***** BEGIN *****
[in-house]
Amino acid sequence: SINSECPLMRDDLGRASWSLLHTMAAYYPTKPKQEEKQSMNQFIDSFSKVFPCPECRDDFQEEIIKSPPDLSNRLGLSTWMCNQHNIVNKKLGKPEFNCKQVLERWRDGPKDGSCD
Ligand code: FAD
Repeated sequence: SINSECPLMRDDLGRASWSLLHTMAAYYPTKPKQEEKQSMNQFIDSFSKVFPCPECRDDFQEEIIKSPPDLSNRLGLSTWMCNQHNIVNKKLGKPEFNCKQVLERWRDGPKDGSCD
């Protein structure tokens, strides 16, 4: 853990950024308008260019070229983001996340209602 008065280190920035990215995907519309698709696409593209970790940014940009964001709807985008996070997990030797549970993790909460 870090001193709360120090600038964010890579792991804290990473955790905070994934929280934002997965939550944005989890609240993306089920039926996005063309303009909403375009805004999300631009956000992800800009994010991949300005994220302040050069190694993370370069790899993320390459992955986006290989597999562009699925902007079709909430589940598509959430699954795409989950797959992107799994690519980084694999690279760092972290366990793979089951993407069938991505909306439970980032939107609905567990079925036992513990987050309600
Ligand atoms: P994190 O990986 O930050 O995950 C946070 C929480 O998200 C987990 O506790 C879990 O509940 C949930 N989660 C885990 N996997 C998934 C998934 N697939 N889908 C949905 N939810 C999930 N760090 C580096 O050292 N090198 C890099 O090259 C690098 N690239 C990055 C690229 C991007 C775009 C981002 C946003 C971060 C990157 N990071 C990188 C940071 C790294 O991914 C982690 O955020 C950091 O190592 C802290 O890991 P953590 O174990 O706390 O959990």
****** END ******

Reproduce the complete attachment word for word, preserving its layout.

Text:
[in-house]
Amino acid sequence: SINSECPLMRDDLGRASWSLLHTMAAYYPTKPKQEEKQSMNQFIDSFSKVFPCPECRDDFQEEIIKSPPDLSNRLGLSTWMCNQHNIVNKKLGKPEFNCKQVLERWRDGPKDGSCD
Ligand code: FAD
Repeated sequence: SINSECPLMRDDLGRASWSLLHTMAAYYPTKPKQEEKQSMNQFIDSFSKVFPCPECRDDFQEEIIKSPPDLSNRLGLSTWMCNQHNIVNKKLGKPEFNCKQVLERWRDGPKDGSCD
């Protein structure tokens, strides 16, 4: 853990950024308008260019070229983001996340209602 008065280190920035990215995907519309698709696409593209970790940014940009964001709807985008996070997990030797549970993790909460 870090001193709360120090600038964010890579792991804290990473955790905070994934929280934002997965939550944005989890609240993306089920039926996005063309303009909403375009805004999300631009956000992800800009994010991949300005994220302040050069190694993370370069790899993320390459992955986006290989597999562009699925902007079709909430589940598509959430699954795409989950797959992107799994690519980084694999690279760092972290366990793979089951993407069938991505909306439970980032939107609905567990079925036992513990987050309600
Ligand atoms: P994190 O990986 O930050 O995950 C946070 C929480 O998200 C987990 O506790 C879990 O509940 C949930 N989660 C885990 N996997 C998934 C998934 N697939 N889908 C949905 N939810 C999930 N760090 C580096 O050292 N090198 C890099 O090259 C690098 N690239 C990055 C690229 C991007 C775009 C981002 C946003 C971060 C990157 N990071 C990188 C940071 C790294 O991914 C982690 O955020 C950091 O190592 C802290 O890991 P953590 O174990 O706390 O959990």